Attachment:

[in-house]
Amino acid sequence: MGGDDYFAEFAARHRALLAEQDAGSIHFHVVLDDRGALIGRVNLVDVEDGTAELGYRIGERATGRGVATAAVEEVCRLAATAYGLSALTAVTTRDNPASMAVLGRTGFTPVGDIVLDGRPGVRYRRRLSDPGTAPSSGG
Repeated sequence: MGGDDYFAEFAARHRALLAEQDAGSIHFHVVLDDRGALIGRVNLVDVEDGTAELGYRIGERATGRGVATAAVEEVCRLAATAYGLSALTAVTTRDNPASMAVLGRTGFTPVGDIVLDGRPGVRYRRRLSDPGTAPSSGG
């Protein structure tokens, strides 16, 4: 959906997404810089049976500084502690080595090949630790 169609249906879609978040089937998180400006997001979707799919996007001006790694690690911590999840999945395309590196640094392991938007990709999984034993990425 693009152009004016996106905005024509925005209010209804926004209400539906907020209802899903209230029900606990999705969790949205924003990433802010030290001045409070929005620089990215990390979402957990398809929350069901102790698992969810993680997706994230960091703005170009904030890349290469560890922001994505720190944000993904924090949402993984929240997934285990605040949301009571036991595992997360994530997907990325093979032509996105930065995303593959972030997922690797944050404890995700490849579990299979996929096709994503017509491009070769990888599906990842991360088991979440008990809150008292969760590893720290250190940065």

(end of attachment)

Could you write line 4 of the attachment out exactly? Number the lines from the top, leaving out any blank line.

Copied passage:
């Protein structure tokens, strides 16, 4: 959906997404810089049976500084502690080595090949630790 169609249906879609978040089937998180400006997001979707799919996007001006790694690690911590999840999945395309590196640094392991938007990709999984034993990425 693009152009004016996106905005024509925005209010209804926004209400539906907020209802899903209230029900606990999705969790949205924003990433802010030290001045409070929005620089990215990390979402957990398809929350069901102790698992969810993680997706994230960091703005170009904030890349290469560890922001994505720190944000993904924090949402993984929240997934285990605040949301009571036991595992997360994530997907990325093979032509996105930065995303593959972030997922690797944050404890995700490849579990299979996929096709994503017509491009070769990888599906990842991360088991979440008990809150008292969760590893720290250190940065």